Picture this: you're at a fancy Las Vegas buffet, enjoying a succulent meal. You get full, but then remember this buffet cost over $100. So you get up and force yourself to grab one more dessert, trying to eek out as much value as you can from your 100 bucks.
At the end of the meal, you're stuffed and a little nauseous. But you say to yourself, "at least I got my money's worth."
Why would you do that to yourself for a measly $100?
It's down to a cognitive bias known as the Sunk Cost Fallacy.
What Is the Sunk Cost Fallacy?
The Sunk Cost Fallacy says that people are likely to keep doing something if they’ve made a big financial or time investment in it. This can be summed up by the saying, “throwing good money after bad." Sunk Cost is a form of Loss Aversion that leads to irrational decision making. Understanding the psychology of Sunk Costs can help us make better day-to-day decisions.
The Sunk Cost Fallacy is a Cognitive Bias, which describes some of the common thinking traps that we can fall into that cloud our decision-making process.
It begins when we have a lot of invested time or invested money in something. This something can be a relationship, business, or even a hobby. Because we have so much invested time in this thing, we are averse to abandoning it. The result is that we invest more money, effort, or time into this thing.
3 Real-World Examples of Sunk Cost at Work
Costco's Membership Fee:
When someone pays a membership fee to shop at Costco, they want to get their money’s worth. They’re likely to buy things they otherwise wouldn’t. Marketing professor Kusum Ailawadi described their behavior this way:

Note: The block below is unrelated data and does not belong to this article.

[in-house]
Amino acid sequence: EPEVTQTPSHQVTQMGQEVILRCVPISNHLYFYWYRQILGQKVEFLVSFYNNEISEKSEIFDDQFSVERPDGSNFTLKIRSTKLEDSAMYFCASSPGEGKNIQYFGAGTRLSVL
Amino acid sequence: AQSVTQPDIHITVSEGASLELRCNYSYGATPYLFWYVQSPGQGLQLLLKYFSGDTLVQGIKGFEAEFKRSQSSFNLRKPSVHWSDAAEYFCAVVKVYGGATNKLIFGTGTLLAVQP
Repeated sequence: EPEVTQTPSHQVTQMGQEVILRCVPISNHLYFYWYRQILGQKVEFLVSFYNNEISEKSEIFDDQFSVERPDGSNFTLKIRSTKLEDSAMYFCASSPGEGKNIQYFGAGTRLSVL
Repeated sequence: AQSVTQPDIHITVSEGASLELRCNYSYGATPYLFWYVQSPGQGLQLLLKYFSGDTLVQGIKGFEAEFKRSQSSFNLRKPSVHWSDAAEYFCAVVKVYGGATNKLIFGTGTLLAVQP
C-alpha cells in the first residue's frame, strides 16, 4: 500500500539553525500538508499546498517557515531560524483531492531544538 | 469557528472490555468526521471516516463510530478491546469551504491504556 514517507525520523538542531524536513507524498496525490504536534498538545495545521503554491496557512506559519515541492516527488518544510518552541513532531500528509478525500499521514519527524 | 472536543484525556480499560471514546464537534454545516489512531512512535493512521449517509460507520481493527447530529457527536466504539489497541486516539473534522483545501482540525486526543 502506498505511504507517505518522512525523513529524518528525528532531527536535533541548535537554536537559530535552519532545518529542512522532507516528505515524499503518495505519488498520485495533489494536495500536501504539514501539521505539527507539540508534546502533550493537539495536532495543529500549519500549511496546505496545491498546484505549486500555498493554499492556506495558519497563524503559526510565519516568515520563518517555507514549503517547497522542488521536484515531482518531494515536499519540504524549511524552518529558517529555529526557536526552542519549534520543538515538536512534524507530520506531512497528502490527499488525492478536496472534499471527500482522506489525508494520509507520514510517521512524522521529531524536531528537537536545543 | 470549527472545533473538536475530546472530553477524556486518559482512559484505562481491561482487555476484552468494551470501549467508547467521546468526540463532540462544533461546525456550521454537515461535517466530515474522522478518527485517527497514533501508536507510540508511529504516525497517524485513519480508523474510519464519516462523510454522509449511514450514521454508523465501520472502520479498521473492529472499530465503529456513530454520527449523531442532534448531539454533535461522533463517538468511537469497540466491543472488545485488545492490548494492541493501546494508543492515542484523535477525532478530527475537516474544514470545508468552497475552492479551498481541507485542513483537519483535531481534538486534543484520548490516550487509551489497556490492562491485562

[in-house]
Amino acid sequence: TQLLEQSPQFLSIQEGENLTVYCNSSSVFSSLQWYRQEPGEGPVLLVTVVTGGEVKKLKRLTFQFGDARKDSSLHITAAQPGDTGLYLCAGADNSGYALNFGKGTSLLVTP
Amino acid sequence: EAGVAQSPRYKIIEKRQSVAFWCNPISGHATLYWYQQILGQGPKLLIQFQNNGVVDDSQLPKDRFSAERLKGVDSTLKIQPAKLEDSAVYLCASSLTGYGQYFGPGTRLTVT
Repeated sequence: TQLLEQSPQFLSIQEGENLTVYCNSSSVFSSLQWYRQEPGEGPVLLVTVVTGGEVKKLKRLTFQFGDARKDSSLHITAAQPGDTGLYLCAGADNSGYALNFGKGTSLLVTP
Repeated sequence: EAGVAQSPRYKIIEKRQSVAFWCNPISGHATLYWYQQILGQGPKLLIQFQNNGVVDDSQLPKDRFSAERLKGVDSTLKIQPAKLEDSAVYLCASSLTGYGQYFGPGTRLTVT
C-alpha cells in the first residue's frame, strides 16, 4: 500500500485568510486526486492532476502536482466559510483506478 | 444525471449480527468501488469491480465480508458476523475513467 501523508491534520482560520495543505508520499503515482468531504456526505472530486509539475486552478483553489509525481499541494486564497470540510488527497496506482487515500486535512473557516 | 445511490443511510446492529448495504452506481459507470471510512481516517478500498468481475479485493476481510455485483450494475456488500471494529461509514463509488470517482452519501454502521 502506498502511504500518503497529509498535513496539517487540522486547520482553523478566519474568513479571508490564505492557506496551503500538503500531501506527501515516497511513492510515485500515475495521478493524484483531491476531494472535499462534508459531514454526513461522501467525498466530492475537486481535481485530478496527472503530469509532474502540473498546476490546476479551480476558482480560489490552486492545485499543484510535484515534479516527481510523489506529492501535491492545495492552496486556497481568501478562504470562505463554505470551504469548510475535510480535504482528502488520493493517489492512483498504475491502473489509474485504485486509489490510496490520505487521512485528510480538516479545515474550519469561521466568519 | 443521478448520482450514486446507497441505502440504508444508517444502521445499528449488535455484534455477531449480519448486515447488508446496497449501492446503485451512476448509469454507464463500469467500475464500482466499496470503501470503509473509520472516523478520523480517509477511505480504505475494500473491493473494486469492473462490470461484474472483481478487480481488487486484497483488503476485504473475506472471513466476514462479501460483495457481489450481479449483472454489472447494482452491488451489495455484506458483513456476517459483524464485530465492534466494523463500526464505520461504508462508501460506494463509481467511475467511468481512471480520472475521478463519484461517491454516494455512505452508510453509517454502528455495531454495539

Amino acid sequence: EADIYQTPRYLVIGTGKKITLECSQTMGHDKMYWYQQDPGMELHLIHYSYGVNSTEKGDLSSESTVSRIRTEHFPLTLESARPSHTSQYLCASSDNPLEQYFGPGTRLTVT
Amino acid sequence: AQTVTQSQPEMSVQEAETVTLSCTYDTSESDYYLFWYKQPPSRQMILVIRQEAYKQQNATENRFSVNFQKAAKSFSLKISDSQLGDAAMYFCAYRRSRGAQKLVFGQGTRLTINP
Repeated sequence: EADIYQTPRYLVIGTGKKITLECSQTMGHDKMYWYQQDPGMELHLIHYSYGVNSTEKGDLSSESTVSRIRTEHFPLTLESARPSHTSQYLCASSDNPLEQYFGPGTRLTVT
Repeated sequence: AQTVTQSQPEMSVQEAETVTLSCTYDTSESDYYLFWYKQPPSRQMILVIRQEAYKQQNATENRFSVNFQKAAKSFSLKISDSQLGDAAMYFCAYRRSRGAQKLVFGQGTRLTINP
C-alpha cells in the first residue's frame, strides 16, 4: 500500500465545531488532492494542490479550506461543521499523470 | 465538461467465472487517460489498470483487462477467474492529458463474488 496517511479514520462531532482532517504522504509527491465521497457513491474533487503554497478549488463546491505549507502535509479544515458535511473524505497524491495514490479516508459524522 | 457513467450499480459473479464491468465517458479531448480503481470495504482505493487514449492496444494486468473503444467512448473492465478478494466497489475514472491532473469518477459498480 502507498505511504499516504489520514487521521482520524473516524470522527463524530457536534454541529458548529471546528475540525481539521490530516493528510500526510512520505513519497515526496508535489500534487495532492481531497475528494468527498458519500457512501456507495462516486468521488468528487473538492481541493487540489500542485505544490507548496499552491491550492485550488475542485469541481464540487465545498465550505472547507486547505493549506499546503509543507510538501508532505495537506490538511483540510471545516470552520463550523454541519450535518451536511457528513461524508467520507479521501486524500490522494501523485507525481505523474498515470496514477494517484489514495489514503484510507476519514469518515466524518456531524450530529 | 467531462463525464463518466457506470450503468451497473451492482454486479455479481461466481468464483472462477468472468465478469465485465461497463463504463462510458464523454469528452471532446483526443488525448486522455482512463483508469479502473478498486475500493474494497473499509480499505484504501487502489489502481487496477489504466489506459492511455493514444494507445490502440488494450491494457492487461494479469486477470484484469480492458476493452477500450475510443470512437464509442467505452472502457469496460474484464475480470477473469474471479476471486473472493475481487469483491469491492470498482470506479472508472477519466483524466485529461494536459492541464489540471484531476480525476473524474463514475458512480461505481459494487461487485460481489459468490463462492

“I’m going to make sure I get my money’s worth [from this membership fee] by shopping in the club store every chance I get.”
The Sunk Cost Fallacy helps drive Costco’s bottom line. A 2017 study found that people who shop at club stores, like Costco, end up visiting the store more frequently and spending more than they would if they weren’t a member.
Panera Bread's unlimited coffee subscription:
Panera, the U.S.-based bakery-café chain, has introduced an unlimited coffee subscription. Called Unlimited Sip Club, the program gives customers unlimited hot coffee, iced coffee, or hot tea for $199 a year (or $8.99 a month).
When that $8.99 that leaves customers’ bank accounts each month it has a powerful effect on their behavior. When deciding where to go for their morning coffee, people are more likely to choose Panera because they’re afraid to not get their "moneys worth."
3. The Concorde Fallacy
Concorde was a line of supersonic jets that boasted a luxury experience and ultra-fast travel times. However, the Concorde did not have the success it hoped for. Instead of cutting their losses, the British and French governments continued to fund the project.
This example of the Sunk Cost Fallacy at work is so famous that it got it's very own name: "The Concorde Fallacy."
How To Avoid (or Leverage) the Sunk Cost Fallacy
Like many things in life, we can avoid the Sunk Cost Fallacy with some self-reflection. When making decisions, we need to take a step back and ask "why." Are we making a rational decision, or are we scared of losing the time and money we've spent on it?
For example, maybe you decide to move to another country for a job. You cross the Atlantic with high hopes for the future and spend thousands of dollars on the move. But after a few weeks it becomes clear that the company you've flown halfway across the world to join has a terrible culture. You're soon abused by your new management and bullied by your co-workers.
You've taken such a big risk and spent so much time and money that you might consider staying to make the move "worth it." If you thought about your situation objectively, you might find more happiness if you cut your losses and flew back home. But if sunk cost has kicked in and you don't recognize it, you might put up with abuse for longer than you should.
But the Sunk Cost Fallacy can also work to our benefit (if we know how to trick ourselves a little bit).
For example, you buy an expensive Peloton bike to force yourself to work out more often. Or buy more expensive clothes for the office so you're forced to dress in a more considered way. What matters most is that we recognize the Sunk Cost Fallacy when it rears its head (for good or for bad).